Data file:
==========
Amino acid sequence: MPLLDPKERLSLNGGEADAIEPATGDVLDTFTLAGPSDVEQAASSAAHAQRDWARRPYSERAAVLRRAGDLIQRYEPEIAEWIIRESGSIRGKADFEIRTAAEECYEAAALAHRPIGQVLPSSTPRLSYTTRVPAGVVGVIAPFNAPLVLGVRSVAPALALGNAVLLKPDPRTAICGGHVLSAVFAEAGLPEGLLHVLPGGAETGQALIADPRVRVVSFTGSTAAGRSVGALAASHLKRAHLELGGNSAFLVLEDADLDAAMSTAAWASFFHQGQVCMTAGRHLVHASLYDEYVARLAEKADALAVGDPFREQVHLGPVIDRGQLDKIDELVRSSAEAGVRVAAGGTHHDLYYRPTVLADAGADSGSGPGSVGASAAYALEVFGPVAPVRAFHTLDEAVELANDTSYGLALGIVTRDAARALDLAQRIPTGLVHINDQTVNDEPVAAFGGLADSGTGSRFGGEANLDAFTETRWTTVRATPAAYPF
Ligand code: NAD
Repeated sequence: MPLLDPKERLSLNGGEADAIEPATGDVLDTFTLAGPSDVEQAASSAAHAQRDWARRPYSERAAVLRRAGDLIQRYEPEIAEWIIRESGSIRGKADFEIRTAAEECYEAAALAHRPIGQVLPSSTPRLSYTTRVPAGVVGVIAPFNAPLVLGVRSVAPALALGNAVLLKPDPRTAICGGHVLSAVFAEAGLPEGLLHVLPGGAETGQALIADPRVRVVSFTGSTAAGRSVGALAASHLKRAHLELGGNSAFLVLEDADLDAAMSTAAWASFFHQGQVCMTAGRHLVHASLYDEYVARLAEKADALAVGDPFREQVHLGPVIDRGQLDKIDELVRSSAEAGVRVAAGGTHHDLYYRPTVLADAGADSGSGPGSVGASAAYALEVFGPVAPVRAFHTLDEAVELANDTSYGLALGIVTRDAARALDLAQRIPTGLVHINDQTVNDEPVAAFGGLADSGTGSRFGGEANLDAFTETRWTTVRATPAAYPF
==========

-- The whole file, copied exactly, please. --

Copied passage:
Amino acid sequence: MPLLDPKERLSLNGGEADAIEPATGDVLDTFTLAGPSDVEQAASSAAHAQRDWARRPYSERAAVLRRAGDLIQRYEPEIAEWIIRESGSIRGKADFEIRTAAEECYEAAALAHRPIGQVLPSSTPRLSYTTRVPAGVVGVIAPFNAPLVLGVRSVAPALALGNAVLLKPDPRTAICGGHVLSAVFAEAGLPEGLLHVLPGGAETGQALIADPRVRVVSFTGSTAAGRSVGALAASHLKRAHLELGGNSAFLVLEDADLDAAMSTAAWASFFHQGQVCMTAGRHLVHASLYDEYVARLAEKADALAVGDPFREQVHLGPVIDRGQLDKIDELVRSSAEAGVRVAAGGTHHDLYYRPTVLADAGADSGSGPGSVGASAAYALEVFGPVAPVRAFHTLDEAVELANDTSYGLALGIVTRDAARALDLAQRIPTGLVHINDQTVNDEPVAAFGGLADSGTGSRFGGEANLDAFTETRWTTVRATPAAYPF
Ligand code: NAD
Repeated sequence: MPLLDPKERLSLNGGEADAIEPATGDVLDTFTLAGPSDVEQAASSAAHAQRDWARRPYSERAAVLRRAGDLIQRYEPEIAEWIIRESGSIRGKADFEIRTAAEECYEAAALAHRPIGQVLPSSTPRLSYTTRVPAGVVGVIAPFNAPLVLGVRSVAPALALGNAVLLKPDPRTAICGGHVLSAVFAEAGLPEGLLHVLPGGAETGQALIADPRVRVVSFTGSTAAGRSVGALAASHLKRAHLELGGNSAFLVLEDADLDAAMSTAAWASFFHQGQVCMTAGRHLVHASLYDEYVARLAEKADALAVGDPFREQVHLGPVIDRGQLDKIDELVRSSAEAGVRVAAGGTHHDLYYRPTVLADAGADSGSGPGSVGASAAYALEVFGPVAPVRAFHTLDEAVELANDTSYGLALGIVTRDAARALDLAQRIPTGLVHINDQTVNDEPVAAFGGLADSGTGSRFGGEANLDAFTETRWTTVRATPAAYPF